The red disk, or the green disk? The choice is yours, Neo.

United Artists

WhatsApp founder Jan Koum asserted again in a blog post Monday that Facebook’s acquisition of his company does not mean that WhatsApp’s internal values will change. Koum called speculation that WhatsApp will turn traitor to its users’ data not just “baseless and unfounded” but “irresponsible,” countering the concerns of privacy advocates.
Since Facebook laid out its $19-billion plan to acquire WhatsApp, both users and expert onlookers have derided the partnership as an opportunity for Facebook to make a massive data-grab to correlate with its own user information troves. Last week, the Electronic Privacy Information Center and the Center for Digital Democracy filed a complaint with the Federal Trade Commission out of concern for how WhatsApp might treat its customers going forward, particularly when many of its users sought the app out for its commitment to privacy.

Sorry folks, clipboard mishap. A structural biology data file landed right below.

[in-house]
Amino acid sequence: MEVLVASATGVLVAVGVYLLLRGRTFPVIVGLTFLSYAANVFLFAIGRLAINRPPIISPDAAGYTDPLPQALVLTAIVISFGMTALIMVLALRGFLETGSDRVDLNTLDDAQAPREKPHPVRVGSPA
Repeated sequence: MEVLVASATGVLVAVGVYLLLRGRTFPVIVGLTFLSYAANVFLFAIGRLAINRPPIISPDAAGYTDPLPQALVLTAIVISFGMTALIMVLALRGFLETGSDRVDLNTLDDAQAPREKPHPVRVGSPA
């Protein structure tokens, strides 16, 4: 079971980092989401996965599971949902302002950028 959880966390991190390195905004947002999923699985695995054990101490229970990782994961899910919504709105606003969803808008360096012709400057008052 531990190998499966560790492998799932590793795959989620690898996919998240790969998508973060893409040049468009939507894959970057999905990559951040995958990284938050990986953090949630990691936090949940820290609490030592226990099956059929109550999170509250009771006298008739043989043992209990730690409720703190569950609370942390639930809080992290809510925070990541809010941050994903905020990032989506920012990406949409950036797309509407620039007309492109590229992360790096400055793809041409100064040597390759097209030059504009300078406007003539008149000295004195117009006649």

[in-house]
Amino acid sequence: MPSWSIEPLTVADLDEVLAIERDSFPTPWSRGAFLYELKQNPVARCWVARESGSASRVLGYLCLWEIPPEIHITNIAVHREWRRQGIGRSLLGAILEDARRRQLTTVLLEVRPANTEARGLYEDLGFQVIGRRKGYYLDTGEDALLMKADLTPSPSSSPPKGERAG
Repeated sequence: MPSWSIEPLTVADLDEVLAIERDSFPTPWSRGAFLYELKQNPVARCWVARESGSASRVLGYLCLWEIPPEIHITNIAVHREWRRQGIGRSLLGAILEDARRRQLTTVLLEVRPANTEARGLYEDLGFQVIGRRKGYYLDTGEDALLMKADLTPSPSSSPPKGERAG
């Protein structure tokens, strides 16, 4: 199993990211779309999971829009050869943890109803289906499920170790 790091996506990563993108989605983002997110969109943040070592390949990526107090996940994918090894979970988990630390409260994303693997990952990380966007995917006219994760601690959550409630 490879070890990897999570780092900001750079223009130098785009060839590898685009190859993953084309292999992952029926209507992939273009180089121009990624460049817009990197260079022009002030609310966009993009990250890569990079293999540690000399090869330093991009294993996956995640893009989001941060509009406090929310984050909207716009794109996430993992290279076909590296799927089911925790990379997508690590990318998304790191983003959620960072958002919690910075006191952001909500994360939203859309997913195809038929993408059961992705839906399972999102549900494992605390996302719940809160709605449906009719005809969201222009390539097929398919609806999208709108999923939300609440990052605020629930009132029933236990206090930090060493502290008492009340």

Per WhatsApp’s privacy policy, the company stores virtually no customer information, not even phone numbers—messages are associated with a phone number “dynamically” on each device, according to Koum.

The only thing the company stores are messages that go undelivered, which are deleted after 30 days.

The FTC complaint focuses on the importance of giving notice to WhatsApp’s customers if its backend practices were to change and concerns that those practices are likely to change given its new owner.

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